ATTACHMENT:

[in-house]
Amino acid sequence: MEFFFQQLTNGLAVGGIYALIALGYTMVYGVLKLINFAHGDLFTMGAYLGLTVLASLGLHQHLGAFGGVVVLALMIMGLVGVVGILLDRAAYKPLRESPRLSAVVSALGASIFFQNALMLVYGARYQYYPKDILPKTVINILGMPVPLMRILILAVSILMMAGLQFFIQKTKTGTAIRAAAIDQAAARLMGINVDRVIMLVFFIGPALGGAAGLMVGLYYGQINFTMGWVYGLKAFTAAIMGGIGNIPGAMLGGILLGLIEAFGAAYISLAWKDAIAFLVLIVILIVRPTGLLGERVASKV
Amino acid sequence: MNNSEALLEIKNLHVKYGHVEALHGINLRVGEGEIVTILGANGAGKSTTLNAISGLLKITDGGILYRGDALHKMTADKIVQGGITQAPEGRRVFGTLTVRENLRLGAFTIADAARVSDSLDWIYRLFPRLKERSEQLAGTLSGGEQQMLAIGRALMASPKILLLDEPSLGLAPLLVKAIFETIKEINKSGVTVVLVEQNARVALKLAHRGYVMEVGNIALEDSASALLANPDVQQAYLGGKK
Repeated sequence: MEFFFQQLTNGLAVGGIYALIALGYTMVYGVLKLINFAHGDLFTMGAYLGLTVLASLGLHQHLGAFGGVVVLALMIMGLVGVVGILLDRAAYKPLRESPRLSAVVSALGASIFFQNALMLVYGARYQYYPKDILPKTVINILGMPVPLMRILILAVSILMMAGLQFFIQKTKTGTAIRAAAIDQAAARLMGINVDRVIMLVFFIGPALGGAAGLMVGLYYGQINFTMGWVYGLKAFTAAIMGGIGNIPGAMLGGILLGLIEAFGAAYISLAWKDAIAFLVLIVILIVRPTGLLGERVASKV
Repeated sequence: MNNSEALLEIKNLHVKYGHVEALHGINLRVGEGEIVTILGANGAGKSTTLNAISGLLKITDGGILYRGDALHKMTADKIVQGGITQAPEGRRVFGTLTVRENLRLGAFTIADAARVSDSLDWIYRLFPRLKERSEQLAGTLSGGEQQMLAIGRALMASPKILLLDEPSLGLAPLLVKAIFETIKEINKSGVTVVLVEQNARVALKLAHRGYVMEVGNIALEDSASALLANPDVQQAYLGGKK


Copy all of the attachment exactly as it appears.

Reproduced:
[in-house]
Amino acid sequence: MEFFFQQLTNGLAVGGIYALIALGYTMVYGVLKLINFAHGDLFTMGAYLGLTVLASLGLHQHLGAFGGVVVLALMIMGLVGVVGILLDRAAYKPLRESPRLSAVVSALGASIFFQNALMLVYGARYQYYPKDILPKTVINILGMPVPLMRILILAVSILMMAGLQFFIQKTKTGTAIRAAAIDQAAARLMGINVDRVIMLVFFIGPALGGAAGLMVGLYYGQINFTMGWVYGLKAFTAAIMGGIGNIPGAMLGGILLGLIEAFGAAYISLAWKDAIAFLVLIVILIVRPTGLLGERVASKV
Amino acid sequence: MNNSEALLEIKNLHVKYGHVEALHGINLRVGEGEIVTILGANGAGKSTTLNAISGLLKITDGGILYRGDALHKMTADKIVQGGITQAPEGRRVFGTLTVRENLRLGAFTIADAARVSDSLDWIYRLFPRLKERSEQLAGTLSGGEQQMLAIGRALMASPKILLLDEPSLGLAPLLVKAIFETIKEINKSGVTVVLVEQNARVALKLAHRGYVMEVGNIALEDSASALLANPDVQQAYLGGKK
Repeated sequence: MEFFFQQLTNGLAVGGIYALIALGYTMVYGVLKLINFAHGDLFTMGAYLGLTVLASLGLHQHLGAFGGVVVLALMIMGLVGVVGILLDRAAYKPLRESPRLSAVVSALGASIFFQNALMLVYGARYQYYPKDILPKTVINILGMPVPLMRILILAVSILMMAGLQFFIQKTKTGTAIRAAAIDQAAARLMGINVDRVIMLVFFIGPALGGAAGLMVGLYYGQINFTMGWVYGLKAFTAAIMGGIGNIPGAMLGGILLGLIEAFGAAYISLAWKDAIAFLVLIVILIVRPTGLLGERVASKV
Repeated sequence: MNNSEALLEIKNLHVKYGHVEALHGINLRVGEGEIVTILGANGAGKSTTLNAISGLLKITDGGILYRGDALHKMTADKIVQGGITQAPEGRRVFGTLTVRENLRLGAFTIADAARVSDSLDWIYRLFPRLKERSEQLAGTLSGGEQQMLAIGRALMASPKILLLDEPSLGLAPLLVKAIFETIKEINKSGVTVVLVEQNARVALKLAHRGYVMEVGNIALEDSASALLANPDVQQAYLGGKK